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 Will Birmingham join the Atlantic Coast Hockey League?

 
  

August 2002

  
         
    Atlantic Coast Hockey League President William Coffey states that Birmingham will likely receive a franchise in the new league. "We may wait until next year or we may do it this year. I think there is a real strong probability Birmingham will have a team in the league by next year," Coffey said. The ACHL was formed earlier this year and opened their league office in June. Orlando (FL), Jacksonville (FL), Tallahassee (FL), St. Petersburg (FL), Lakeland (FL), Knoxville (TN) and Fayetteville (NC) have already been granted teams. "With seven cities represented, the Atlantic Coast Hockey League's inaugural 2002-03 season will start with the most start-up teams of any minor professional hockey league in history," said Coffey.

The league is currently negotiating with Birmingham-Jefferson Convention Complex officials for lease costs and reserving game dates for this year.

The franchise ownership has yet to be determined, but an owner would need to be in place quickly for the team to take the ice in the ACHL's inaugural season this year. Play begins in late October and all teams will play a sixty-game regular season schedule.

  
         
  

September 2002

  
         
    Coffey says the city will not field a team for the ACHL's inaugural season. He cited the lack of open dates for a full hockey season at the Convention Complex as the main reason. He also went on to say that he feels the ACHL will have a team in Birmingham next year.

Not everyone feels the city should get involved with the new league, however. Former Birmingham Bulls head coach Mike Zruna said, "It's not savvy to get involved in a league that hasn't even been around for a year." Zruna would like to see the East Coast Hockey League return to the city, but the ECHL has not contacted the BJCC about bringing a team back to Birmingham.

  
         
  

May 2003

  
         
    ACHL commissioner Jim Riggs announces the league is in final negotiations for a lease of the BJCC arena for the 2003-04 season. "The sooner we get it finalized the better. The holdup isn't with the building but getting the ownership group in place. We'd love to get it finalized by June 15 and start talking with fans and sponsors," Riggs said.

Frank Poe, BJCC executive director, confirmed the he is talking with the ACHL. However, Poe said nothing is concrete and that the ACHL, which currently has only three teams, must show that it has a sufficient number of cities for the deal to become reality.

The ACHL's plans came as a surprise to World Hockey Association 2 officials. "That's news to me," said Taylor Hall, president of the WHA2 team that will play in Pelham. "I met with the BJCC today and no one mentioned they were putting a team there. But we're not really worried about what the ACHL is doing as far as their league and teams. We're forging ahead."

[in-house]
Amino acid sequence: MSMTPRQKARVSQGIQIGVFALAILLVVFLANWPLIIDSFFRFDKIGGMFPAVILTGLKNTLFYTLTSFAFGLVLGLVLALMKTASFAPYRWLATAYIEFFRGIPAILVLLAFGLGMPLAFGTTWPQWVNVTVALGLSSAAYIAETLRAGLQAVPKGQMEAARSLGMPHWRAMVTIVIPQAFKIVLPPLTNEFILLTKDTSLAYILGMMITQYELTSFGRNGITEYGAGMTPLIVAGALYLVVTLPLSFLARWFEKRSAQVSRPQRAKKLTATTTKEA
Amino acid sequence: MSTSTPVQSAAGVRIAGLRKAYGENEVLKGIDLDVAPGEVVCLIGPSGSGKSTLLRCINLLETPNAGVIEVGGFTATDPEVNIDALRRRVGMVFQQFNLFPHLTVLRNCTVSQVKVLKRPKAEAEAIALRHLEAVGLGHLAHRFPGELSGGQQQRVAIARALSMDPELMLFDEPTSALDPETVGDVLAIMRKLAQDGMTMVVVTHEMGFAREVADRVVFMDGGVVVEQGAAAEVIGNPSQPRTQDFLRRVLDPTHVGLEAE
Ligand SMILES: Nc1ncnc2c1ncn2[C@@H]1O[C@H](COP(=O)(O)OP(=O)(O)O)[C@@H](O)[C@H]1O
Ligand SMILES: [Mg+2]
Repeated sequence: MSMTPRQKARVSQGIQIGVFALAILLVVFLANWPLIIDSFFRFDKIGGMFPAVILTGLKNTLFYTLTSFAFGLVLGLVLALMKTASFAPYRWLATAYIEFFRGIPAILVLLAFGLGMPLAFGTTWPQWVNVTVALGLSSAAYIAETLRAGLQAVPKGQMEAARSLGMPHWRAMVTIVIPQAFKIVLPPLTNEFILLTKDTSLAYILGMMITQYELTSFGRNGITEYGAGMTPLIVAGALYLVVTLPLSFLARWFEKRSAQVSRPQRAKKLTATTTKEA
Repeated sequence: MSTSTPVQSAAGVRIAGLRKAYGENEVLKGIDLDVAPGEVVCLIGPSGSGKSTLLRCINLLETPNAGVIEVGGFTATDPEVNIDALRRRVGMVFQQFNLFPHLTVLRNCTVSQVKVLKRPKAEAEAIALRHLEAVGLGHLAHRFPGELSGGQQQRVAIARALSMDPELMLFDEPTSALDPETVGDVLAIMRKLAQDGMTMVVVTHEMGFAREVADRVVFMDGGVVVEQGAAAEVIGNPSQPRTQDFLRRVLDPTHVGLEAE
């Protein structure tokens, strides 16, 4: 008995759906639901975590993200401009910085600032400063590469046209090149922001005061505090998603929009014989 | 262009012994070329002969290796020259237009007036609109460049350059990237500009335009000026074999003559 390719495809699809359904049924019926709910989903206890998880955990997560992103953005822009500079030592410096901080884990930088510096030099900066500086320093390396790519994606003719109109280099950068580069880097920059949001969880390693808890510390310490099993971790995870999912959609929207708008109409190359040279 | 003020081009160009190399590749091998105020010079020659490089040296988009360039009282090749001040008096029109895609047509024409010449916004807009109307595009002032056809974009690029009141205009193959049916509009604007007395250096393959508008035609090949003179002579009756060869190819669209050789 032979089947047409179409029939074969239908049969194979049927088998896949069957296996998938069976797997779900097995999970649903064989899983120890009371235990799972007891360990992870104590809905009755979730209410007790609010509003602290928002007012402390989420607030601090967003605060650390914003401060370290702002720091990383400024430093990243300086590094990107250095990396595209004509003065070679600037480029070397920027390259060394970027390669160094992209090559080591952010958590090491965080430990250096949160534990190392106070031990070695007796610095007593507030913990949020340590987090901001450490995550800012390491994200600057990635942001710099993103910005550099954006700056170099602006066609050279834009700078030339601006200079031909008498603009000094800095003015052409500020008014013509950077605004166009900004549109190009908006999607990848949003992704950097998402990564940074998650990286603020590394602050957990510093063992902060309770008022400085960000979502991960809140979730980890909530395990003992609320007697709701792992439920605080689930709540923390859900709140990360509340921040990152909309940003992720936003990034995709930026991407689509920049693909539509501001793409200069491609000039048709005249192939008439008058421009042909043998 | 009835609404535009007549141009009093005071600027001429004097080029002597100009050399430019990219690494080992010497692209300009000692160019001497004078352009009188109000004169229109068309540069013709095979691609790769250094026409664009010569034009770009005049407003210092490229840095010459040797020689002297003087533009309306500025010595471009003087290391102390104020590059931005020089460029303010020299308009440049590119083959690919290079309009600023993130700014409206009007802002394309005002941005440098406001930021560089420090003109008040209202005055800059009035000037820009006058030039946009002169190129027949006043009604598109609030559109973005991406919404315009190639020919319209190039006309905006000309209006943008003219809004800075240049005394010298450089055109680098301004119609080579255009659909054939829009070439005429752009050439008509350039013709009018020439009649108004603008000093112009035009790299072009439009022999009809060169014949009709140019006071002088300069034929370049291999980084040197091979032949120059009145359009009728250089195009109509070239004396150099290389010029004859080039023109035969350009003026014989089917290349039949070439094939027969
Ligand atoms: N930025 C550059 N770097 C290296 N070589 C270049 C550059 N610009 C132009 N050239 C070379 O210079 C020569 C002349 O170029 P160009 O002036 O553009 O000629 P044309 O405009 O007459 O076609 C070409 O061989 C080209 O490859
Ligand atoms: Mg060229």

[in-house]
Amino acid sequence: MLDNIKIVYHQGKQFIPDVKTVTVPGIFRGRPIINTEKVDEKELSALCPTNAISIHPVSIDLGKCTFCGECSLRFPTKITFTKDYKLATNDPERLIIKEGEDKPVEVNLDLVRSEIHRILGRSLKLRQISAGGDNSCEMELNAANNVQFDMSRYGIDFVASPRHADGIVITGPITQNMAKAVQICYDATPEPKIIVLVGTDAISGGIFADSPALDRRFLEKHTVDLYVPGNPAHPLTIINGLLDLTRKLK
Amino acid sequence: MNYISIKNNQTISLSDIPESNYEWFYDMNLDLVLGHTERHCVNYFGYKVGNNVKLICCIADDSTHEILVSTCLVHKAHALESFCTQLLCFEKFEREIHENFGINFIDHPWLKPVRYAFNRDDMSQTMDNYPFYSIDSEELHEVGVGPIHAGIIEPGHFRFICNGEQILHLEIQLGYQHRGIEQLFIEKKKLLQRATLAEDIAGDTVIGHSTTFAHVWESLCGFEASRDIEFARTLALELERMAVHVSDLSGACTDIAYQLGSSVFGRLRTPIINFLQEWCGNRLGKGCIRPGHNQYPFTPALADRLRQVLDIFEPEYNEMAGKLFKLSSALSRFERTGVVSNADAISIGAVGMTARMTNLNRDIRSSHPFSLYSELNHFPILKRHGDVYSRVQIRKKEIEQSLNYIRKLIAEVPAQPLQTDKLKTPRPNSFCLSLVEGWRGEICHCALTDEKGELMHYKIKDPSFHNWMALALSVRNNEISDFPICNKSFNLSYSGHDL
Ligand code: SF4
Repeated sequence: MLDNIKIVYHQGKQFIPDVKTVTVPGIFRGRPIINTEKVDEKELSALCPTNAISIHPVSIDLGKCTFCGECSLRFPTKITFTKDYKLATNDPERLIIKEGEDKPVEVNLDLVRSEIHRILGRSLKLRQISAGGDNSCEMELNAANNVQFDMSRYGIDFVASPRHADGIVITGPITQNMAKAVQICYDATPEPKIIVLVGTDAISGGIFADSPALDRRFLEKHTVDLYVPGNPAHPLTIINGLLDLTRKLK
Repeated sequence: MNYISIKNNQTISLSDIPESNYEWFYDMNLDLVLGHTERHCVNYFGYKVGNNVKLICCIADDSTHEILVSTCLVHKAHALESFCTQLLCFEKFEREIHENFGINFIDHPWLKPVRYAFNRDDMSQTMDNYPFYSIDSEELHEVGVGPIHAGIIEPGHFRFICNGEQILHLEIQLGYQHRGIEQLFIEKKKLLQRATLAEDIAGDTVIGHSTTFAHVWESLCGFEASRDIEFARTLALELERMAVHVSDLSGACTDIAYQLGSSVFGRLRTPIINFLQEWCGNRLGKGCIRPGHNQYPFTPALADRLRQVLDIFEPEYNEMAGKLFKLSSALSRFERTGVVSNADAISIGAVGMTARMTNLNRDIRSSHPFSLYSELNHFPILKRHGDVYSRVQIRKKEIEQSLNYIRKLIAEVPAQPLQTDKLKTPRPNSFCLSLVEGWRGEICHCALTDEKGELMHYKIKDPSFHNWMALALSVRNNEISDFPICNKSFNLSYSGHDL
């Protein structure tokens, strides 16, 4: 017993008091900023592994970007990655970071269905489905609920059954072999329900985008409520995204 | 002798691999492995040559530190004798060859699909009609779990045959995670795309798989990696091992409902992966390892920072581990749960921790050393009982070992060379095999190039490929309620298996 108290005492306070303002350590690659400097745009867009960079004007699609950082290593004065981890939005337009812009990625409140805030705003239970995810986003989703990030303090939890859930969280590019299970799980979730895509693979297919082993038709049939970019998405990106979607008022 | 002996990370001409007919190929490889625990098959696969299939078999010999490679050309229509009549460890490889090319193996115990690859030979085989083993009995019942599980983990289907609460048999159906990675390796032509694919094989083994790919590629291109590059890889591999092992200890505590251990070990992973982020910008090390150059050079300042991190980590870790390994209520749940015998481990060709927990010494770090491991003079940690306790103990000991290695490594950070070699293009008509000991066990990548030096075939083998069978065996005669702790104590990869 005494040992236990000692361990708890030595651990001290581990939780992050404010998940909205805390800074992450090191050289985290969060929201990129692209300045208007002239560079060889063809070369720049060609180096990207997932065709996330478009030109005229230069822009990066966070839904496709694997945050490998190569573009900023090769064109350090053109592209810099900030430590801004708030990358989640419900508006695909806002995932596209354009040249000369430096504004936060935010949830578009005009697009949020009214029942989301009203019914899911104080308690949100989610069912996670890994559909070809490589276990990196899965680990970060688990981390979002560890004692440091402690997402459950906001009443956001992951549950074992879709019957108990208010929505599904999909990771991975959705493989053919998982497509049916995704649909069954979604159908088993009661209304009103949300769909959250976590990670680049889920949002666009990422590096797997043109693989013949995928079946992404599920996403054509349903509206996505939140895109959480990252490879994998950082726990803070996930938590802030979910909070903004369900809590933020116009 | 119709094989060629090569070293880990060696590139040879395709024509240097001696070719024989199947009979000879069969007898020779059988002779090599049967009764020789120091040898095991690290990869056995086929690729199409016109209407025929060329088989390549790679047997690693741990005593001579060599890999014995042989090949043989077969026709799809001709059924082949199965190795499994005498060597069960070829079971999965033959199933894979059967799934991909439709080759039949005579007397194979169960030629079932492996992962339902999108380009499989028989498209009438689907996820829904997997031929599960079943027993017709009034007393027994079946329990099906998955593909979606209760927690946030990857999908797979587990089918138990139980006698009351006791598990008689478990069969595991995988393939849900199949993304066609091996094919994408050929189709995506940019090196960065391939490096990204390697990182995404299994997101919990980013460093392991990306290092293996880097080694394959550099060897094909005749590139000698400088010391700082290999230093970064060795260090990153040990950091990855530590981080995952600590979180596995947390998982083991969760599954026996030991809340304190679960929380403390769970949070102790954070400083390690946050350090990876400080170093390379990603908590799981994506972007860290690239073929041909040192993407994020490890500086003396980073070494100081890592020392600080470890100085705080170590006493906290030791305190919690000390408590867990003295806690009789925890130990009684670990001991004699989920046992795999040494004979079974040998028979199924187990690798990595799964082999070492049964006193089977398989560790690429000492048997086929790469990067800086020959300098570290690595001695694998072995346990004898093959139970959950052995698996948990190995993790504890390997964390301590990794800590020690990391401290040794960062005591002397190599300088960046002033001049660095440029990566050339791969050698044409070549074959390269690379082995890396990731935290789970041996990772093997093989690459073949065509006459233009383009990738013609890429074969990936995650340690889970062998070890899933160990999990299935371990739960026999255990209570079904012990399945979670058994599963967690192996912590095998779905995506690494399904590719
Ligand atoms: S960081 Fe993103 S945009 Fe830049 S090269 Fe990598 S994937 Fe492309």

The owners of Birmingham's WHA2 team formally announce the team's entry to the league and a signed lease for the Pelham Civic Complex.

  
         
  

June 2003

  
         
    A final lease agreement for the BJCC arena has been sent to ACHL's president William Coffey, which should insure Birmingham a team in the league's second season. Coffey indicates they will be adding two other teams shortly, which will bring the ACHL up to a six-team league. Huntsville (AL) and Tupelo (MS) are still in final negotiations. Birmingham joins Cape Fear (NC), Winston-Salem (NC) and Knoxville (TN) as the league's fourth team.

A name-the-team contest will be held soon, Coffey said.

Coffey has always been sold on Birmingham joining the league. "I just like Birmingham. I always have. I like the building. I like the people. I planned to have a team in Birmingham last fall, but they didn't have enough dates available for us to play. I didn't want to come in there and have to put together a team in August and not have enough dates and damage the market," Coffey said. The ACHL will play a sixty-game schedule that begins in October.

The team will be league-owned until Coffey can secure local owners for the team.

  
         
    Ron Hansis, the ACHL's vice president of hockey operations, said that local team owner Jeff Brubaker would be in town today to finalize negotiations with the city. "The lease is pretty much finalized. It's just a matter of dotting the I's and crossing the T's," Hansis said.

Birmingham would join the league as the sixth franchise; Huntsville (AL) recently committed to play in the league.